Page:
Coca-Cola: Is The Dividend Still Secure?

Jan.24.13 | About: The Coca-Cola (KO)

Coca-Cola (NYSE:KO) has just been one of those companies. One that you recognize instantly when you see the brand and is all over the world. It has made a fortune for those who invested a long time ago, and those investors probably still have it today. A big attraction to owning Coke is the ability to continue growing and its healthy dividend. In this article I want to take a deeper look at the dividend and see if Coke still has the same ability to continue the payout.

First let's look at a 3-year chart, just to see where exactly Coke's share price has been. The chart will utilize the RSI and MACD measurements as well as three simple moving averages. We will use the 50-day, 100-day and 200-day simple moving average in an attempt to illustrate the overall trend. Below is the 3-year chart:

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As you can see on the chart above, Coke has been in an upward trend for most of the previous three years. During that time, it has repeatedly tested its long-term support, the 200-day SMA. However, Coke has recently had trouble breaking the $38 level and has traded sideways for the last six months. Eventually, I expect Coke to recover and break out of this range to the upside, where it has a 52-week high around $40, made in August, the same month when the stock split 2-for-1.

Coke has paid a quarterly dividend for almost 100 years, since 1920. I honestly don't expect this to stop, ever. While we could look at the last 50 years -- or even more -- I'm only going to focus on the previous 10. Below I will look at the annual dividend in both chart and table form. Below is the dividend analysis for Coke:



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There is a lot of information to take in from the previous sets of data. I will discuss each one in the order that it is presented. We will begin with the table. As you can see in the table above, the dividend payments over the last 10 years have both positives and negatives. On the positive side of things, Coke has raised the dividend each year, for the previous ten years. Another positive is the consistency. Shareholders don't love a ton of surprises, and there aren't many with Coke -- at least when discussing the dividend. But this is where the negative comes in, which is the consistently slowing dividend growth. The increases are nice to see, but as a shareholder, I would like to see more growth than in the past four years.

Looking at the first chart, we can see an extremely consistent payout. I think consistency is one of the most important things when looking for certain companies. When analyzing growth companies, we're more likely to find volatility and uncertainty. With fundamentally strong, matured companies, we find consistency. That's what we have with Coke, even if the payouts are lower than what we might want, I think the consistency is just as important.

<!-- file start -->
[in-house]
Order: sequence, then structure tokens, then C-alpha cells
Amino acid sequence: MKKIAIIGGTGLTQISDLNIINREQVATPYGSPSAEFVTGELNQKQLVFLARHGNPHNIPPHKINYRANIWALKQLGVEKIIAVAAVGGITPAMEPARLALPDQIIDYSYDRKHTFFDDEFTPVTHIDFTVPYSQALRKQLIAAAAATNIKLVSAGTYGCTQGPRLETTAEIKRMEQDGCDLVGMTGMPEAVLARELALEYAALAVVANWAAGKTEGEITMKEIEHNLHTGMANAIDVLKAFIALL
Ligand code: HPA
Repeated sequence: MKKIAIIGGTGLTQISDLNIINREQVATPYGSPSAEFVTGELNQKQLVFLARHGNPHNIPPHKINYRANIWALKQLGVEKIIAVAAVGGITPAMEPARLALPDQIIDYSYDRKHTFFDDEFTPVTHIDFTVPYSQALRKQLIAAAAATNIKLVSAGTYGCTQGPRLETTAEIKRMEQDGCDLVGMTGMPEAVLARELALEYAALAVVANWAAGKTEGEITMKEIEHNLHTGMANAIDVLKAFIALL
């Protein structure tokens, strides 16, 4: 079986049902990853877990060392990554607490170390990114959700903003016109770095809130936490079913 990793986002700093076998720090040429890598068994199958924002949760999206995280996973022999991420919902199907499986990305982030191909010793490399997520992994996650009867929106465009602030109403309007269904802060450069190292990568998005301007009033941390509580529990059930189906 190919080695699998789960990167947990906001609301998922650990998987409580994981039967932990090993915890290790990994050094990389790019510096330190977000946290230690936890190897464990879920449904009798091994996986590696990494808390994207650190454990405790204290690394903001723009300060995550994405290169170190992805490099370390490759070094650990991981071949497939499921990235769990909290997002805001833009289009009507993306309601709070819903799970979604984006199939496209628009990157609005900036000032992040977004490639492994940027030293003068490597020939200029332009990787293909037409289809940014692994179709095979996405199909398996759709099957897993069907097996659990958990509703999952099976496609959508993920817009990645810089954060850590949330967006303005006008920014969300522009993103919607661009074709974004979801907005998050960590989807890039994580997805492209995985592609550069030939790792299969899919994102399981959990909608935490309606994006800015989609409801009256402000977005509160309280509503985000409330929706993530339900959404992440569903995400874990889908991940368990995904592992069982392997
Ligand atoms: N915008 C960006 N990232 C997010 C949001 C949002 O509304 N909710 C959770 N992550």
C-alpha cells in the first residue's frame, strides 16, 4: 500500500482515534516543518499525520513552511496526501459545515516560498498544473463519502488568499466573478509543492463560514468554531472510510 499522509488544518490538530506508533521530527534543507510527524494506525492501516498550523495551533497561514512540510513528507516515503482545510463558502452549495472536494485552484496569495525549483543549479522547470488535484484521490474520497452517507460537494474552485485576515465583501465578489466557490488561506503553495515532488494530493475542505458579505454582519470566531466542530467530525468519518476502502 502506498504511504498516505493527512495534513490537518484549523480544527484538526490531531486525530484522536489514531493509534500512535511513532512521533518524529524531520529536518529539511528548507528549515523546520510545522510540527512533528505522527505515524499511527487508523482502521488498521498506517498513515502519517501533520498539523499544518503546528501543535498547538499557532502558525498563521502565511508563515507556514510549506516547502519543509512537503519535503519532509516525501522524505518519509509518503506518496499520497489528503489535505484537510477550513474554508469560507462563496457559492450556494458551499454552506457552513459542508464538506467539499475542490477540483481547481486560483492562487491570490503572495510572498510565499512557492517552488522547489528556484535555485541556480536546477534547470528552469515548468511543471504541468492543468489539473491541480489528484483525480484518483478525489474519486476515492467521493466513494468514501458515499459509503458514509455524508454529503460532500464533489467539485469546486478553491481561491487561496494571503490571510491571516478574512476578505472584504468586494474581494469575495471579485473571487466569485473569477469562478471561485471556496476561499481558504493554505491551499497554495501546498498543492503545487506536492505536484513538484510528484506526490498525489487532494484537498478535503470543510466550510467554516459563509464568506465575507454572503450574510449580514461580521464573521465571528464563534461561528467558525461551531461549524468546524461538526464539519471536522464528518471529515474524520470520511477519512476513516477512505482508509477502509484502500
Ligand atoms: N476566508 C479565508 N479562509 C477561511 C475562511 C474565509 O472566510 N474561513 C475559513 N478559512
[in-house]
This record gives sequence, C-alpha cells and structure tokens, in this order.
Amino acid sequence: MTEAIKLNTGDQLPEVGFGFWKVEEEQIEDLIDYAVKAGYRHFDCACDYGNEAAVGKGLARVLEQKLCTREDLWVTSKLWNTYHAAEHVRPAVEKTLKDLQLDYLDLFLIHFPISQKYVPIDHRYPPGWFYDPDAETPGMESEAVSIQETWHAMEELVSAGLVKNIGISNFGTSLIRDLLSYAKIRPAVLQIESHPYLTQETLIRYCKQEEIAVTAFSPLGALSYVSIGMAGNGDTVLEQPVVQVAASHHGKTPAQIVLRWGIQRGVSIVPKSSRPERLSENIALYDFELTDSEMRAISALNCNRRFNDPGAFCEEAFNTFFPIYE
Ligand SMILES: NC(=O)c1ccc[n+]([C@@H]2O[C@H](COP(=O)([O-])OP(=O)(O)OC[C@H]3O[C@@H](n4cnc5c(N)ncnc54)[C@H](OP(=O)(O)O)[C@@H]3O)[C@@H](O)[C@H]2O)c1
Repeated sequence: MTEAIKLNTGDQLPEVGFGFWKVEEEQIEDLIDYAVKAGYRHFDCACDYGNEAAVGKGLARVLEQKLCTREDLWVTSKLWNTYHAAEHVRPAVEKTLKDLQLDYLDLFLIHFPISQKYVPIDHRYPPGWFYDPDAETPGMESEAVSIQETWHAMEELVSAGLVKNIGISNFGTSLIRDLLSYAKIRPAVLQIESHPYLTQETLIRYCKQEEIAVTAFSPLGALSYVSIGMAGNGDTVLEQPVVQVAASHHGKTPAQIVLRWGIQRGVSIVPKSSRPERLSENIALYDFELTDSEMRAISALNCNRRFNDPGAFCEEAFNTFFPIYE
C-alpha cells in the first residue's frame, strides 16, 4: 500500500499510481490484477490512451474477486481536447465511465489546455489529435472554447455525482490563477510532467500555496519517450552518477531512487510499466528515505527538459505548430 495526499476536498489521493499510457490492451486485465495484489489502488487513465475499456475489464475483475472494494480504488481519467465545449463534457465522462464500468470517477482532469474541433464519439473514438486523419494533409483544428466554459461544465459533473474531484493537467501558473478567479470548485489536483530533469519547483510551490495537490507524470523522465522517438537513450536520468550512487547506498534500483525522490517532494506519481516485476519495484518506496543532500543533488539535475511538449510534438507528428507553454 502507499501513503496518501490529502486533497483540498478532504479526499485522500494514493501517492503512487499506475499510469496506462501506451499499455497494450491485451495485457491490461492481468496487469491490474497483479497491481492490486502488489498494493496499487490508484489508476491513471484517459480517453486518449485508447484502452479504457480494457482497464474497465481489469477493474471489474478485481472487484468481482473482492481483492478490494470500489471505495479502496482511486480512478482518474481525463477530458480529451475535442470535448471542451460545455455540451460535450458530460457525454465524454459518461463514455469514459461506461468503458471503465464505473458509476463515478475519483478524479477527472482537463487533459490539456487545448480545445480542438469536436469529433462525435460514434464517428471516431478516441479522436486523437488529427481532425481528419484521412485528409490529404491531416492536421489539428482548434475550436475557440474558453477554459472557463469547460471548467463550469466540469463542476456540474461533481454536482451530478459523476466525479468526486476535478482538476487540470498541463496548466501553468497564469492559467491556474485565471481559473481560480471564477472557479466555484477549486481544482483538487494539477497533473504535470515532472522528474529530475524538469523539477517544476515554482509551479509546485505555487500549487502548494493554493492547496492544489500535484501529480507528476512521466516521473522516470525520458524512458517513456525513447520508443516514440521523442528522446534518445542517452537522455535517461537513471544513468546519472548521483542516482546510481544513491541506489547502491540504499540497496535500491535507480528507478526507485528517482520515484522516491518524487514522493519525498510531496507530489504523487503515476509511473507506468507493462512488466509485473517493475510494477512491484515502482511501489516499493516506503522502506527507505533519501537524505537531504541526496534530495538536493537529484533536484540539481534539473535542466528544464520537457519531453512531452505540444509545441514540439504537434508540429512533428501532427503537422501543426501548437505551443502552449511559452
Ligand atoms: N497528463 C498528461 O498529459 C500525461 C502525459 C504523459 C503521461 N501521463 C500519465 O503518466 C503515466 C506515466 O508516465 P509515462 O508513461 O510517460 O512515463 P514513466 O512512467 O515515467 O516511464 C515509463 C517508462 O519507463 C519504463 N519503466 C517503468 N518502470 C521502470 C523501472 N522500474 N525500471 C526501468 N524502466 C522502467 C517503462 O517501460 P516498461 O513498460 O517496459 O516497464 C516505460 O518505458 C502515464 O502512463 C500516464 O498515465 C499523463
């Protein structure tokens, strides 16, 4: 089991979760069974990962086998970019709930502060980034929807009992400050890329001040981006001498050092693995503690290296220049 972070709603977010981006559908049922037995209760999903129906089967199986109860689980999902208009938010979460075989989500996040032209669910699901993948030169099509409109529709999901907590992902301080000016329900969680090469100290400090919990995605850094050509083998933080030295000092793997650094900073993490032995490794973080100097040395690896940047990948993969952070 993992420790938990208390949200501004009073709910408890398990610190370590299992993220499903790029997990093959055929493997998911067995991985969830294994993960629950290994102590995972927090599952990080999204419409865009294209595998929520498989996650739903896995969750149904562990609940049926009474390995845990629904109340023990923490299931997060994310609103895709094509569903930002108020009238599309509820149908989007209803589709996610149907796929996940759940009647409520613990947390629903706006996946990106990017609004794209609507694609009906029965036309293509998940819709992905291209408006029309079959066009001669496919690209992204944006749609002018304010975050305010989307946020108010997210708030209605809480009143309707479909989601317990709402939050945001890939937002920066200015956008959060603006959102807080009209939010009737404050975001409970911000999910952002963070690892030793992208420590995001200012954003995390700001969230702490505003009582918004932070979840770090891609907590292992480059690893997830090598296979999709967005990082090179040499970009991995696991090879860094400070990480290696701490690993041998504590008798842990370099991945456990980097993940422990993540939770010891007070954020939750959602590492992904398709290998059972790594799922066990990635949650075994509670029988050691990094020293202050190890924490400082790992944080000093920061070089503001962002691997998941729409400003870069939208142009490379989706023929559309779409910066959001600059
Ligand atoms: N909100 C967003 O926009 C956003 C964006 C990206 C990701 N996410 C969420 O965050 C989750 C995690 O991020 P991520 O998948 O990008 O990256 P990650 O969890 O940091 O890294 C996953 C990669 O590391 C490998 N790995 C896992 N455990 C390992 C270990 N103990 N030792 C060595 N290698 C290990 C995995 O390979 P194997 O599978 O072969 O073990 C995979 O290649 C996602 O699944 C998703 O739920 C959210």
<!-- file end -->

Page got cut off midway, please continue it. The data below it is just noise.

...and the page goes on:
Hopefully the two charts and the table have been able to illustrate the previous decade of dividend payments. The final charts display the percentage change from the previous year, over the past ten years. As you can see, from 2003-08 the dividend increased from 9.1% to 12%, annually. These are great increases and something current investors hope to see again because from 2009-present, Coke has yet to obtain an annual double digit increase, the highest being 8.5% in 2012.

Final Thoughts

So where do we go from here? I think Coke will continue to maintain the consistency it has in the last decade by constantly increasing the dividend. The company is a landmark, and will likely be around for as long as we can imagine. The company has paid a dividend for 92 years and I don't think this will change anytime soon. The reason being is that the payout ratio is only 51%.

The payout ratio is simple. It shows how much of the earnings per share the company pays out in the form of a dividend. The lower the ratio, the more secure the dividend. 51% would be considered low. If this figure was say 80% or 90% then I would consider the dividend at risk. The reasoning is simple. If the company were to take a huge hit in earnings, this would directly impact the dividend, as the company would not have enough cash to pay out the same lofty dividend as before (assuming it had a high payout ratio). With Coke only paying out 51% of its earnings in the form of a dividend, I know the dividend is safe and secure and capable of being raised in the future, especially as earnings increase.

Hopefully we can see the kind of increases that Coke paid out in the beginning of the millennium. More specifically, in the time frame of 2003-08, where it averaged a 10.5% annual increase in dividend payments. Though that averaged has dipped, it is still very acceptable and on the right track to being back in the double digits. Coke certainly can afford to pay out a higher dividend, especially if it raised the payout ratio. I know Coke will attempt to keep this relatively low however, as to make sure it never has to cut the dividend.

After the financial collapse in 2008, Coke has been hesitant in paying out too much in the form of a dividend. As global equity markets continue to improve, I think Coke will become more open to raising the dividend as well. I remain bullish and long on Coke, with the philosophy that the dividend will continue to increase over the coming years and decades.

Disclosure: I am long KO. I wrote this article myself, and it expresses my own opinions. I am not receiving compensation for it (other than from Seeking Alpha). I have no business relationship with any company whose stock is mentioned in this article.